Memories Look at Me, China,   Song Fang

In this minimalistic film the viewer is exposed to a subdued but very effective presentation of Son Fang’s recollection of child hood. It gains poignancy since Song Fang plays the daughter in the film closely interacting with the mother.  Past experiences are s reconstructed through the dialogue providing telling insights into aging, ailments and dying and the hard life of the mother’s generation. Nevertheless a longing for non-material traditional values transpires as does the affirmation of family ties. Virtually all exchanges are taking place in a small apartment using only one camera, few angles and few staged frames and relying on ambient sound.  The script is based on actual experiences and shot in a documentary fashion.

Tabu, Portugal, Miguel Gomes

This is an extraordinary story about the passage of time and memory. The colonial life in the Portugal colony Mozambique and its aftermath is reconstructed with the psychological impact on the people presented. Starting with a lonely character who travels the bush in vain search of his love, the story’s narrative frame is presented by an elderly gentleman who fails to reach an octogenarian woman in Barcelona at her request just before she dies.  Fifty years earlier he had as a musician an affair with her, the wife of a colonial farmer, just before the colonial war started.  Told through a voice over rather than dialogues and shot in black and white the film uses standard square film ratio customary before the advent of television. The director succeeds in the main part of the film in creating an amazing ‘silent’ period film with a voice over, an original narrative and visual structure. The actors improve rather than following a set script. No rehearsals took place and the voice over was written while the film was shot.  Given its execution and original approach including the structural clarity the of the black and white sequences Gomes created a superb film, a  coda to traditional film making now shaped by digital technologies. As he noted in a Wall Street Journal interview with Steve Dollar producing this film “…is one of the last opportunities because cinema is at the end, and this film is dealing with cinema and memory. Cinema is memory too.”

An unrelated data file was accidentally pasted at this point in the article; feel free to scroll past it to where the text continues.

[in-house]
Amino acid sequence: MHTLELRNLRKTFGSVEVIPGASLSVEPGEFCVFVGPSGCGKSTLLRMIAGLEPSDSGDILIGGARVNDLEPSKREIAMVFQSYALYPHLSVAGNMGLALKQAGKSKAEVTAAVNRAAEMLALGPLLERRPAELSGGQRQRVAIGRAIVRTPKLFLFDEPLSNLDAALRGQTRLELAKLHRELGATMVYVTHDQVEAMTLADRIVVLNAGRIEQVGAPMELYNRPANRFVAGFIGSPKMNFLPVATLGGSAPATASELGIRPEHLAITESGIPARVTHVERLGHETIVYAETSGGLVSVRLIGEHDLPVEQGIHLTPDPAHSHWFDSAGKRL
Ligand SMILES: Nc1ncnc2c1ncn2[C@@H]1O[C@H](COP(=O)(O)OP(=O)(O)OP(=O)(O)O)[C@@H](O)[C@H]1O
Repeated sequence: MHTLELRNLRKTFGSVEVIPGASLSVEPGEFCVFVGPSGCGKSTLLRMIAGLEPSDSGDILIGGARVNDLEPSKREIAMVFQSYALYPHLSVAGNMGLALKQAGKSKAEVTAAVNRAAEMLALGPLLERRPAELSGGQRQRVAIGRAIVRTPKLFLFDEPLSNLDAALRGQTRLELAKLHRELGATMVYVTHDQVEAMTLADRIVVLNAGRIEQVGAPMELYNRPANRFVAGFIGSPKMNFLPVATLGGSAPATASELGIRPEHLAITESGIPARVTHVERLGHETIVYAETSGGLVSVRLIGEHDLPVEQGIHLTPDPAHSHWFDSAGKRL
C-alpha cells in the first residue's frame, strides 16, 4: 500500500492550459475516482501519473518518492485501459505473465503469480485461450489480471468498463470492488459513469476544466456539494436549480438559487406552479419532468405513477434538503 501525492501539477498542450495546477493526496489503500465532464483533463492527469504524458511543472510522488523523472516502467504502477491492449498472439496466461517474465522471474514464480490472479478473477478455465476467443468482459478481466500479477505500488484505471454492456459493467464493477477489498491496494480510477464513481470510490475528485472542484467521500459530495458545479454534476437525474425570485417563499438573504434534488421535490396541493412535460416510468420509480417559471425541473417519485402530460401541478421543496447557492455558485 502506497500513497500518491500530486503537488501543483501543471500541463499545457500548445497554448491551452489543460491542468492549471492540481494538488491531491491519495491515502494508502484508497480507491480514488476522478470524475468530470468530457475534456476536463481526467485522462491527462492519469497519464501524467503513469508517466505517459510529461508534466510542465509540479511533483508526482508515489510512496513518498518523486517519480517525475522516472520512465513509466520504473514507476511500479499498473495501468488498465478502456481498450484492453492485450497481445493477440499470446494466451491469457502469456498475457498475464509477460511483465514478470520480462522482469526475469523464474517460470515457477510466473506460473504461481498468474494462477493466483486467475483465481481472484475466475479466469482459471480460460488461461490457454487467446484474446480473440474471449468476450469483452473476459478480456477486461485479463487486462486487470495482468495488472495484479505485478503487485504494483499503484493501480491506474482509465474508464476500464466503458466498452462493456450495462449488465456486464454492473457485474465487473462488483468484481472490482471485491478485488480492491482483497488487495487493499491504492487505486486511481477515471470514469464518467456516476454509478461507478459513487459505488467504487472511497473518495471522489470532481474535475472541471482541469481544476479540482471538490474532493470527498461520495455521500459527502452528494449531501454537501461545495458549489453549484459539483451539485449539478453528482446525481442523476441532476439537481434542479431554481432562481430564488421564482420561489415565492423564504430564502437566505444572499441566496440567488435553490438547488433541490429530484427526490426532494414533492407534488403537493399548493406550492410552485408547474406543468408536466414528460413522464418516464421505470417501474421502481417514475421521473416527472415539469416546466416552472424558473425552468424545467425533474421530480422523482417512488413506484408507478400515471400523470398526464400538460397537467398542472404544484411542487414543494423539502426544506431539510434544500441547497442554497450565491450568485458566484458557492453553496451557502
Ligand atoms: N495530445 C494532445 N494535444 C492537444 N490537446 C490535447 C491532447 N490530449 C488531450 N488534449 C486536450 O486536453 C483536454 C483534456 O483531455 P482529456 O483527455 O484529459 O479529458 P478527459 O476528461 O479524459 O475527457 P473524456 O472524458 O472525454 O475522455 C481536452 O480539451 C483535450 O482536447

Amour, Austria, Michael  Haneke